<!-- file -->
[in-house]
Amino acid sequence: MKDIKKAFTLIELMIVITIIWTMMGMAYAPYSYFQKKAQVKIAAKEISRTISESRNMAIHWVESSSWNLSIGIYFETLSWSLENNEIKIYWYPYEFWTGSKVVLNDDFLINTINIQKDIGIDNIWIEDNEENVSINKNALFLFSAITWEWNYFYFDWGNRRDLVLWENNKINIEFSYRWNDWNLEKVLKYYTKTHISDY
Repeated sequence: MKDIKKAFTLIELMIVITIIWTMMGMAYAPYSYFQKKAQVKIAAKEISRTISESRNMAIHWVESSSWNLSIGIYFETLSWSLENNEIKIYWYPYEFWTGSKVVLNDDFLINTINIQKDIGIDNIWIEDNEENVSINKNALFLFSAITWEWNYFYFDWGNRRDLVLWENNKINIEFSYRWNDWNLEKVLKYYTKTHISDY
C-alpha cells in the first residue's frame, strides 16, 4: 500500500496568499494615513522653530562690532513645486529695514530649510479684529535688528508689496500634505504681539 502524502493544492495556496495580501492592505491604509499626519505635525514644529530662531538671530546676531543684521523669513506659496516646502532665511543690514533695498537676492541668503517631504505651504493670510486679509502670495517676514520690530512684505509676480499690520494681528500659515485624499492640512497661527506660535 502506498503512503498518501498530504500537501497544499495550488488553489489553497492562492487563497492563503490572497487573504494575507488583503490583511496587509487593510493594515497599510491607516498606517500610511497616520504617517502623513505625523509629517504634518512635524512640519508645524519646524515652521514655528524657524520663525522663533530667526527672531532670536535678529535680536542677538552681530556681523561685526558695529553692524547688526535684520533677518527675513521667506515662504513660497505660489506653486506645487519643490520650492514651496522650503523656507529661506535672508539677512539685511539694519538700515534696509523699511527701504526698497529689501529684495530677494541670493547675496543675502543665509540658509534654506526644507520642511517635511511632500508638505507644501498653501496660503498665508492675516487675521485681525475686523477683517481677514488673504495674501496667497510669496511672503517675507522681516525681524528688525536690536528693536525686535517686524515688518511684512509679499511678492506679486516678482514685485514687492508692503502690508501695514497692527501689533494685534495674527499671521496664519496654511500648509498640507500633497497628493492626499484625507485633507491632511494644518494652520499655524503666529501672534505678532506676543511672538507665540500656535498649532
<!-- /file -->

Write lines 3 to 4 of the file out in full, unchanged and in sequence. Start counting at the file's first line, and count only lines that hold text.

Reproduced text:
Repeated sequence: MKDIKKAFTLIELMIVITIIWTMMGMAYAPYSYFQKKAQVKIAAKEISRTISESRNMAIHWVESSSWNLSIGIYFETLSWSLENNEIKIYWYPYEFWTGSKVVLNDDFLINTINIQKDIGIDNIWIEDNEENVSINKNALFLFSAITWEWNYFYFDWGNRRDLVLWENNKINIEFSYRWNDWNLEKVLKYYTKTHISDY
C-alpha cells in the first residue's frame, strides 16, 4: 500500500496568499494615513522653530562690532513645486529695514530649510479684529535688528508689496500634505504681539 502524502493544492495556496495580501492592505491604509499626519505635525514644529530662531538671530546676531543684521523669513506659496516646502532665511543690514533695498537676492541668503517631504505651504493670510486679509502670495517676514520690530512684505509676480499690520494681528500659515485624499492640512497661527506660535 502506498503512503498518501498530504500537501497544499495550488488553489489553497492562492487563497492563503490572497487573504494575507488583503490583511496587509487593510493594515497599510491607516498606517500610511497616520504617517502623513505625523509629517504634518512635524512640519508645524519646524515652521514655528524657524520663525522663533530667526527672531532670536535678529535680536542677538552681530556681523561685526558695529553692524547688526535684520533677518527675513521667506515662504513660497505660489506653486506645487519643490520650492514651496522650503523656507529661506535672508539677512539685511539694519538700515534696509523699511527701504526698497529689501529684495530677494541670493547675496543675502543665509540658509534654506526644507520642511517635511511632500508638505507644501498653501496660503498665508492675516487675521485681525475686523477683517481677514488673504495674501496667497510669496511672503517675507522681516525681524528688525536690536528693536525686535517686524515688518511684512509679499511678492506679486516678482514685485514687492508692503502690508501695514497692527501689533494685534495674527499671521496664519496654511500648509498640507500633497497628493492626499484625507485633507491632511494644518494652520499655524503666529501672534505678532506676543511672538507665540500656535498649532